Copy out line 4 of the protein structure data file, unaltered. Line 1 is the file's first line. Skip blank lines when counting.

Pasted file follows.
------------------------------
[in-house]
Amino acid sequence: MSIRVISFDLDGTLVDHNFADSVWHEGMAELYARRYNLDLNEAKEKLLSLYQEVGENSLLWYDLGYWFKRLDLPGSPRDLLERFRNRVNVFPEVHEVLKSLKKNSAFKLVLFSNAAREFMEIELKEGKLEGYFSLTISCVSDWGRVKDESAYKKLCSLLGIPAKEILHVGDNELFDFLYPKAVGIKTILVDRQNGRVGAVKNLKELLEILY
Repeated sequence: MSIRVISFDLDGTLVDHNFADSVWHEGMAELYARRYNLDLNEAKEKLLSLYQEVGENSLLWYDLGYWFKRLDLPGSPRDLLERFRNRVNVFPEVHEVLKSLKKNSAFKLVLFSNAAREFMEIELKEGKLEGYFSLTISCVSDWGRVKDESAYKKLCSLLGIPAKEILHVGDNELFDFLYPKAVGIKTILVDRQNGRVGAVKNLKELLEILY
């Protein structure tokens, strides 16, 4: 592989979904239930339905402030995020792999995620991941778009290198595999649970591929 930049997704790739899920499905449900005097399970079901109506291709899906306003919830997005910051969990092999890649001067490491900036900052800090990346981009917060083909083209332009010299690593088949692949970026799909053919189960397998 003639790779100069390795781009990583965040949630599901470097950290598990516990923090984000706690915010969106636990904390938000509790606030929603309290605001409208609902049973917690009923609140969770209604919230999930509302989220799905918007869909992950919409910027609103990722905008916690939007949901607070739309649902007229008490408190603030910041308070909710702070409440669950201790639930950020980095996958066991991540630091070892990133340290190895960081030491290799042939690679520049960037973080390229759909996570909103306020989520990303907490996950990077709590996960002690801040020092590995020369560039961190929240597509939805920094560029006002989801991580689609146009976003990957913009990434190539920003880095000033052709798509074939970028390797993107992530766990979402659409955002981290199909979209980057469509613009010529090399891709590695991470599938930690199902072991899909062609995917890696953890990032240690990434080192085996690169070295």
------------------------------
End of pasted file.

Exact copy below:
């Protein structure tokens, strides 16, 4: 592989979904239930339905402030995020792999995620991941778009290198595999649970591929 930049997704790739899920499905449900005097399970079901109506291709899906306003919830997005910051969990092999890649001067490491900036900052800090990346981009917060083909083209332009010299690593088949692949970026799909053919189960397998 003639790779100069390795781009990583965040949630599901470097950290598990516990923090984000706690915010969106636990904390938000509790606030929603309290605001409208609902049973917690009923609140969770209604919230999930509302989220799905918007869909992950919409910027609103990722905008916690939007949901607070739309649902007229008490408190603030910041308070909710702070409440669950201790639930950020980095996958066991991540630091070892990133340290190895960081030491290799042939690679520049960037973080390229759909996570909103306020989520990303907490996950990077709590996960002690801040020092590995020369560039961190929240597509939805920094560029006002989801991580689609146009976003990957913009990434190539920003880095000033052709798509074939970028390797993107992530766990979402659409955002981290199909979209980057469509613009010529090399891709590695991470599938930690199902072991899909062609995917890696953890990032240690990434080192085996690169070295």